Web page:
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What does the future hold for Aspie/ADHD nephew?

(4 Posts)
Corygal1 Thu 03-Mar-16 21:39:35

Hi there

Asking humbly for advice as I know nothing and want to be able to say cheerful things to my DSis. Or be realistic. Either way, I need to help because they're worried about the future.

MY dearest DN is adorable - but struggling at school, both academically and socially (bad behaviour). He's 13. No doubt the school will carry on the support, but what are his options once he hits 16 - given he'll always have SN.

Fr' instance, how many boys similar to him will move out of the family home? Get a job? Do a course?

I get the impression, from the zero I know, that people with SN are reasonably well catered for, or at any rate catered for, while they're children, because a lot of what they need applies to anyone under the age of 18. What I'm not so sure of is how they fare in the big wide world. Does the stigma kick in worse when they're adult, for example? How much state support is there?

Corygal1 Fri 04-Mar-16 22:28:43


Indantherene Fri 04-Mar-16 22:49:11

If it helps, DS is 26 and was dx with ADHD at 7. He has had some issues, but went to university, has held down several jobs, and is married.

He gets DLA and isn't ever left alone, but he is happy and relatively independent.

Bethany22 Tue 19-Apr-16 01:15:41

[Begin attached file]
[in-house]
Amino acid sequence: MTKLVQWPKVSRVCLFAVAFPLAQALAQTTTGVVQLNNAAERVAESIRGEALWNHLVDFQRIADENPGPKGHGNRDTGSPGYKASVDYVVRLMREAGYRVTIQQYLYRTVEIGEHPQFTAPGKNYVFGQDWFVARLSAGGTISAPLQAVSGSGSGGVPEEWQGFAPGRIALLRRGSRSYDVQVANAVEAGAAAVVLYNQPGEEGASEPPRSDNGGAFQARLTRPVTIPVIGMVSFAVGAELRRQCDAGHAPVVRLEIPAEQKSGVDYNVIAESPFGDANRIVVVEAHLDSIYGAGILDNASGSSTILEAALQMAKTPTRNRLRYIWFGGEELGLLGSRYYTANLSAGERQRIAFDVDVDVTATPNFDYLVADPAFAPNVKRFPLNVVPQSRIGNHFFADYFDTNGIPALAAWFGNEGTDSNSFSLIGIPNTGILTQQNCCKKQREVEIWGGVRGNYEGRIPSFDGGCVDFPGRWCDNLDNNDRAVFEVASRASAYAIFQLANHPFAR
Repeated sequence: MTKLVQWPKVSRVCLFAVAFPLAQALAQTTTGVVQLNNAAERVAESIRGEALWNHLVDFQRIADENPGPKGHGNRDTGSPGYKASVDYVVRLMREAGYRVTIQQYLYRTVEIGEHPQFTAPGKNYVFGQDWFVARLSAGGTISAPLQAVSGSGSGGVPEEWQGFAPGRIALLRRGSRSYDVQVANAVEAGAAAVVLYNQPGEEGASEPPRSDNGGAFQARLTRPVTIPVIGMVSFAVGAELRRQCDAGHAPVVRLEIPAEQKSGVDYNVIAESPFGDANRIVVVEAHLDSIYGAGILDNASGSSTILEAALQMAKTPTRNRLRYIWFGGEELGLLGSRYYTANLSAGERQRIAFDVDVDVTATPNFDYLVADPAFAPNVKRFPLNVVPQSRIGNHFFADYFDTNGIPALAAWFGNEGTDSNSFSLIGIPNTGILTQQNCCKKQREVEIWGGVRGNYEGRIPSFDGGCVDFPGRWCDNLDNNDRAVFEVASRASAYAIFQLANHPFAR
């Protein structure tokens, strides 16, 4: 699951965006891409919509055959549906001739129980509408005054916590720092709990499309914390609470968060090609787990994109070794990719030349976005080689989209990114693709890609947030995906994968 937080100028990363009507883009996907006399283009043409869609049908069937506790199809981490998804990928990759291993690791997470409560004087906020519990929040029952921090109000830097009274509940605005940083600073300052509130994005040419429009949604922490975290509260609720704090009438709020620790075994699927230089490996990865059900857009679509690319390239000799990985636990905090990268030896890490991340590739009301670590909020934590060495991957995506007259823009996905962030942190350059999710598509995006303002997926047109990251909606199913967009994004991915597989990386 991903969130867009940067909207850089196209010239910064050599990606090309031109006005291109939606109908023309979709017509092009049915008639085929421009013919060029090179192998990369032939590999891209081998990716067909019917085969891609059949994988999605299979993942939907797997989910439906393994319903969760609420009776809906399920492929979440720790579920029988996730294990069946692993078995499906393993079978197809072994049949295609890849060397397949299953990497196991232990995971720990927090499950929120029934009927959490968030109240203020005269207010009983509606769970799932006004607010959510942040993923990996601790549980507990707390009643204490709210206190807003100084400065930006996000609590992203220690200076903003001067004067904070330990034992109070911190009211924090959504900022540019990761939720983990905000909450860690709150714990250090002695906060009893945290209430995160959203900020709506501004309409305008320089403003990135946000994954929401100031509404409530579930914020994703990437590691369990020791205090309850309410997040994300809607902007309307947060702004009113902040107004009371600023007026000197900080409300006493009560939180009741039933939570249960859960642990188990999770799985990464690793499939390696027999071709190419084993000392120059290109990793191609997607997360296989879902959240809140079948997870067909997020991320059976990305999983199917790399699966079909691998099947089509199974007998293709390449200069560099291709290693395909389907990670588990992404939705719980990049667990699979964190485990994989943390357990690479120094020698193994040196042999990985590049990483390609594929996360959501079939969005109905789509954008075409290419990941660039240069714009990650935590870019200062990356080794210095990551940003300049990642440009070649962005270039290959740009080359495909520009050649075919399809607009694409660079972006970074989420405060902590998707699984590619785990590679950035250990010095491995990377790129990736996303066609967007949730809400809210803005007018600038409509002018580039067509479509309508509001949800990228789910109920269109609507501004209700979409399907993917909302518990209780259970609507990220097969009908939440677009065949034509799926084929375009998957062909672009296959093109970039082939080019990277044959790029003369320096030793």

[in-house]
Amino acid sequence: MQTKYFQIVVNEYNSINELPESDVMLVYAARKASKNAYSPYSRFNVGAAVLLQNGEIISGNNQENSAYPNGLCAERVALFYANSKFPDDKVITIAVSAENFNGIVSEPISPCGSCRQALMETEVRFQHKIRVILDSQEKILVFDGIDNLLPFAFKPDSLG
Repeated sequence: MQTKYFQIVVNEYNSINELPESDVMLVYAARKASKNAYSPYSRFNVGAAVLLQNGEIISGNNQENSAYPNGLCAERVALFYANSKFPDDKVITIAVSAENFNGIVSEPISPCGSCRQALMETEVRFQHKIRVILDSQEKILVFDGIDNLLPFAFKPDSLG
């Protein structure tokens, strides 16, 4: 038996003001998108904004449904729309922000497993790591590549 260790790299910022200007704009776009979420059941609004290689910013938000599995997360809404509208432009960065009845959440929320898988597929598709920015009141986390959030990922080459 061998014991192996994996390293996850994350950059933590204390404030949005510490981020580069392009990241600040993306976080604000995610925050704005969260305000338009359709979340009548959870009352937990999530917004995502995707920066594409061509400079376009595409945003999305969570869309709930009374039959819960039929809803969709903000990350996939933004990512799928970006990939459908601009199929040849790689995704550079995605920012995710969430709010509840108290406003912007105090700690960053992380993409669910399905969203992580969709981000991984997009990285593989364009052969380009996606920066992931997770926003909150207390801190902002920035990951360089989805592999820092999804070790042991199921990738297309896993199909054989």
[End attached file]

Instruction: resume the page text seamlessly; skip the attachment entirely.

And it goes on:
Hi Corygal1 I am replying to this thread as it is something I have personal experience with. I'm 21 I have Aspergers Syndrome, ADHD, Dyspraxia, Dyslexia, Dysgraphia, Dyscalculia, OCD, SPD, Prosoprognosia, Synaesthesia, Anxiety and Brain Damage in the visual cortex. If your nephew is struggling then something needs to be done about the environment he is being taught in, there are so many things that affect us on the spectrum that others just don't notice. We can feel every hair on our body, the sweat on our skin, seams in all our clothes, wind/air con and the direction its going, the breath leaving our noses and mouth around our mouths, each eyelash as we blink. Then there's outside sensory information like lights blinking, florescent lights are worse, the feeling of the carpet under our shoes, the colour and decorations on the walls, the way the room is organised, where we sit, the smell of the room, the smell of everyone in class, the tone of their voices, the way they move and 100 and 1 other things, the lesson could be taught in a way he is uncomfortable with or unable to follow, if a lesson is presented in a way we cannot make sense of or is irrelevant to us then it doesn't sink in and he may also be experiencing bullying. If your nephew finds something he is interested in and has a passion for and can be given the support he can succeed on his own as well as anyone else, it might just take a little longer, I've just received offers from all five universities I've applied for and accepted a place at the University of York where I'll be living and studying independently but to get there I've spent four years at college. There's two Facebook pages I like that may also be able to help you, Autistic not Weird and Autistic Genius. If help just let me know.

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